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Tuesday, December 07, 2021

Explained: What are the new draft guidelines for making air travel easier for people with disabilities?

Inviting comments and suggestions for improvement, the Civil Aviation Ministry has given the public three weeks, following which the final list of guidelines will be issued.

By: Explained Desk | New Delhi |
Updated: October 28, 2021 8:13:00 am
FlightAt an airport in India during the Covid-19 pandemic. (File photo)

In an attempt to make air travel easier for people with disabilities, the Civil Aviation Ministry on Tuesday issued a list of “draft accessibility standards and guidelines”. These guidelines lay down some dos and don’ts for airlines and airport operators to follow to minimise the hurdles faced by disabled people while they are travelling.

Inviting comments and suggestions for improvement, the Civil Aviation Ministry has given the public three weeks, following which the final list of guidelines will be issued.

We take a look at some of the Union Ministry’s proposed guidelines.

But first, why has the Civil Aviation ministry proposed these guidelines in the first place?

These draft guidelines come nearly a week after actor and dancer Sudha Chandran took to social media to share the ordeal she faced at the airport, where she was asked to remove her prosthetic limb every time she passed through security check. She appealed to Prime Minister Narendra Modi to issue a card to people with prosthetic limbs so that they can avoid a ‘grilling’ at airports by security agencies.

“Good evening, this is a very personal note that I want to tell to our dear Prime Minister Narendra Modi Ji, this is an appeal to the central government, I am Sudhaa Chandran, an actress and dancer by profession, who has danced with an artificial limb and created history and made my country very proud of me,” she said in her post.

“Every time that I go on my professional visits, each time, am stopped at the airport and when I request them at the security, to the CISF officers that please do an ETD (Explosive Trace Detector) for my artificial limb, they still want me to remove my artificial limb and show it to them. Is this humanly possible, Modi ji? Is this what our country is talking about? Is this the respect that a woman gives to another woman in our society?” she asked.

 

View this post on Instagram

 

A post shared by Sudhaa Chandran (@sudhaachandran)

The Central Industrial Security Force (CISF) has since issued an apology on social media. They promised that they would look into the matter and “examine why the lady personnel concerned requested Ms. Sudhaa Chandran to remove the prosthetics.”

What are the government’s proposed policies?

As per the draft guidelines, airport operators must now make arrangements to ensure that people with special needs are screened in a way that keeps the “dignity and privacy of the passenger in mind”.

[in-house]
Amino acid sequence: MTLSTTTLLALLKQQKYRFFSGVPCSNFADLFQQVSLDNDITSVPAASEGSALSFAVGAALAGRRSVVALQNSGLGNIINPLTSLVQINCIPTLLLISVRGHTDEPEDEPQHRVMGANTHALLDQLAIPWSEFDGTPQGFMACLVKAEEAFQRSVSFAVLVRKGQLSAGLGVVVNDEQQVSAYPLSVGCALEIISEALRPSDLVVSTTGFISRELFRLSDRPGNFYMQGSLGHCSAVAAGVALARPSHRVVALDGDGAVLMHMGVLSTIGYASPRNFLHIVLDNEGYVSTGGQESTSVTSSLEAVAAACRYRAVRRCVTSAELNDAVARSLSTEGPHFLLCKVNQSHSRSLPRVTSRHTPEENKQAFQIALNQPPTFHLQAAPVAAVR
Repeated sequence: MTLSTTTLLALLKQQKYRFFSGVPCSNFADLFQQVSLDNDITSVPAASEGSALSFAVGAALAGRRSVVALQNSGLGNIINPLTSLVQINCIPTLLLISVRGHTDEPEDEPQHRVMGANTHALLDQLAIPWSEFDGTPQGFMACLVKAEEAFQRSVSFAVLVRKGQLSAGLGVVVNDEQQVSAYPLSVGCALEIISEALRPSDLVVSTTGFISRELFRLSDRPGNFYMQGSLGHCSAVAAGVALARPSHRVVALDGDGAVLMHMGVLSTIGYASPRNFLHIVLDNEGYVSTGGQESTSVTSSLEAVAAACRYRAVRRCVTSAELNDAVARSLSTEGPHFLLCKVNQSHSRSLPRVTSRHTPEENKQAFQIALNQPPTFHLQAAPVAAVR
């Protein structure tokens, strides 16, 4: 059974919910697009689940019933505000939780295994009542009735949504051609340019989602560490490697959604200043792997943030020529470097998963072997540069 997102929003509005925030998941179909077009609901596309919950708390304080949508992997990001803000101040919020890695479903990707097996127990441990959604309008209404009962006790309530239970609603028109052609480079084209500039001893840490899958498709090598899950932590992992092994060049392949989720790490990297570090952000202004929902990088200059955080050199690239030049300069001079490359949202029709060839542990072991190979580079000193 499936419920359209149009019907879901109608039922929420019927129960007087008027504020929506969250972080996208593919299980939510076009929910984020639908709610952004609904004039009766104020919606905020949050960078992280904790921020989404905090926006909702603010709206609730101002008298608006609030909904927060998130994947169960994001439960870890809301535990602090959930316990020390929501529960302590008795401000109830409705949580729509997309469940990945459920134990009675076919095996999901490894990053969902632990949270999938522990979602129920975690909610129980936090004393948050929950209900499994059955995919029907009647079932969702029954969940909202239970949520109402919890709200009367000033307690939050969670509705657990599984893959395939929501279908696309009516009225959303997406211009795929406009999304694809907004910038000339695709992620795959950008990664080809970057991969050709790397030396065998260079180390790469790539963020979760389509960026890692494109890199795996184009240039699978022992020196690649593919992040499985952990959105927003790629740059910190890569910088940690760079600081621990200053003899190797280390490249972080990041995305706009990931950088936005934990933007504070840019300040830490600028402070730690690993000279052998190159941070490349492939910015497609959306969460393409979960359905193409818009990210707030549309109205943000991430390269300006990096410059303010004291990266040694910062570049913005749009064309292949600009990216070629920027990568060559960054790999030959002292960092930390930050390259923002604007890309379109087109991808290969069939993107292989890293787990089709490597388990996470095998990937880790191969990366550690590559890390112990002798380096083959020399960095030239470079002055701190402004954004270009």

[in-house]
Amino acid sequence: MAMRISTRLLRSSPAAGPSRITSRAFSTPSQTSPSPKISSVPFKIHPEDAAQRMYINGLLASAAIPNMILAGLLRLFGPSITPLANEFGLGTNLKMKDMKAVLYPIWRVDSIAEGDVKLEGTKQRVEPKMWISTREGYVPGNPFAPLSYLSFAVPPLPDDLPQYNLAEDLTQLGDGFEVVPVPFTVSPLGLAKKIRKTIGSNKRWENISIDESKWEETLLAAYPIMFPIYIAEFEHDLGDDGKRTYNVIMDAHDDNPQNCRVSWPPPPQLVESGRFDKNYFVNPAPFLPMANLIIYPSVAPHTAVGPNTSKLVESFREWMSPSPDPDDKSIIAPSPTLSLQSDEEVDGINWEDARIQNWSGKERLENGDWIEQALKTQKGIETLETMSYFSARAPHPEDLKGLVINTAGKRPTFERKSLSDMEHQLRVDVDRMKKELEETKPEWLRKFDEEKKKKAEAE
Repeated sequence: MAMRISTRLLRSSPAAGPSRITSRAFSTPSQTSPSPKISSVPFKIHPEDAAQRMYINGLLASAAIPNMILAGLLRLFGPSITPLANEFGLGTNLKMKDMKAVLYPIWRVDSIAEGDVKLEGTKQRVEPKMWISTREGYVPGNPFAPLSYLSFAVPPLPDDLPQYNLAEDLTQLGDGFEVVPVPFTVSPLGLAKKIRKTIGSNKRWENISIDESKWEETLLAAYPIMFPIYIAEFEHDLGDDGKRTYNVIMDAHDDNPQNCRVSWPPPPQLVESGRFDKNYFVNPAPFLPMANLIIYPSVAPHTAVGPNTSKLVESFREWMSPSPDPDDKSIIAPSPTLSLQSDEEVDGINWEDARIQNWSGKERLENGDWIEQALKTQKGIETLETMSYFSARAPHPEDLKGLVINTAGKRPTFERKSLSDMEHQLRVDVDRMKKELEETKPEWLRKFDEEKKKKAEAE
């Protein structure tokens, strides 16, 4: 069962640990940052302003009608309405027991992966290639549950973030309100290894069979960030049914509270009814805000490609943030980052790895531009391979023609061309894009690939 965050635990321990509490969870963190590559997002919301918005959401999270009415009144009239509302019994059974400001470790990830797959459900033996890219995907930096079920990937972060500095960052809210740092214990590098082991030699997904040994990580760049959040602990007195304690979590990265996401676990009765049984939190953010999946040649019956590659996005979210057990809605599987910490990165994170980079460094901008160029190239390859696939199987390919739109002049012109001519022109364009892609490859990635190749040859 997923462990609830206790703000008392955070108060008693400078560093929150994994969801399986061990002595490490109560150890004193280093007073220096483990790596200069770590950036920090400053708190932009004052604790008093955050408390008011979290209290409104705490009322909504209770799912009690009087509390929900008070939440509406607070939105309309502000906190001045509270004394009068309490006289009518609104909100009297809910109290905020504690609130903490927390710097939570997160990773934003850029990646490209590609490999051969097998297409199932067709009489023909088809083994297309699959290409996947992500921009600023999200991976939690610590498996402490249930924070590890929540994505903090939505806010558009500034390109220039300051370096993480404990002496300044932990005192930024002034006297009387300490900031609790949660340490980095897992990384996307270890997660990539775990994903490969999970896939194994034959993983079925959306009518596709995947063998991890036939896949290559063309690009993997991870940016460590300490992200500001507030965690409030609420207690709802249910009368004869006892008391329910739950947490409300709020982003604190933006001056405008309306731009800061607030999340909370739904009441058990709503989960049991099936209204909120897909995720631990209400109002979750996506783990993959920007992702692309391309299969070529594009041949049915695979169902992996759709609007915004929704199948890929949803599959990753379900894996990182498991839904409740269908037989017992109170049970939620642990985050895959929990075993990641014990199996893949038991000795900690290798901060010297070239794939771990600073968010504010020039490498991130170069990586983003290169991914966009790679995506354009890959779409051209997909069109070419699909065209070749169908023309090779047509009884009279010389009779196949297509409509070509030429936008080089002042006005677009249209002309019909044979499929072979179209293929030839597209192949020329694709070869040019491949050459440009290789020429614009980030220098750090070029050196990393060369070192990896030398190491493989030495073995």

During the screening of prosthetics, airport security may use X-ray, explosive trace detection devices or visual checks according to their requirement, the guidelines noted.

But to ensure their privacy, a differently-abled passenger, who has a prosthetic limb, will first be asked to pass through the door frame metal detector and then escorted to a private screening point, where they will be made to sit comfortably.

“A prosthetic appliance which does not have any foam padding cover under which any weapon or explosive can be concealed and in which the steel rod of the appliance is clearly visible may be screened by visual inspection and ETD checks only, without removing it,” the guidelines state.

Only in rare cases, where security personnel believe that thorough screening is an absolute requirement, will these passengers be asked to remove their prosthetic limbs for X-ray screening.  In these situations, however, they will have to record why they felt screening could not be avoided.

Passengers with external devices, such as hearing aids, cochlear implants, spinal stimulators, bone growth stimulators and ostomies, will have to disconnect these devices before X-ray screening. Under most circumstances, a passenger can conduct a self-pat-down of these devices followed by ETD screening of his or her hands, the list of guidelines added.

Around 48 hours prior to their scheduled departure, passengers with disabilities should inform the airline about their requirements so that the carrier can make necessary arrangements.

For passengers that require to check-in their wheelchairs, the airline must ensure that the wheelchair is sent to the baggage make-up area with a service partner to avoid any damage, it noted.

“Airlines should ensure that a disability awareness training is conducted for new hires and ensure periodic refreshers are conducted for all staff to reiterate policies and standard operating procedures on customer assistance with different types of disabilities,” it mentioned.

Coaches for transporting passengers to and from airplanes must also be made wheelchair-friendly. Low floor coaches or ramps should be used for comfortable boarding or debarring of wheelchair users.

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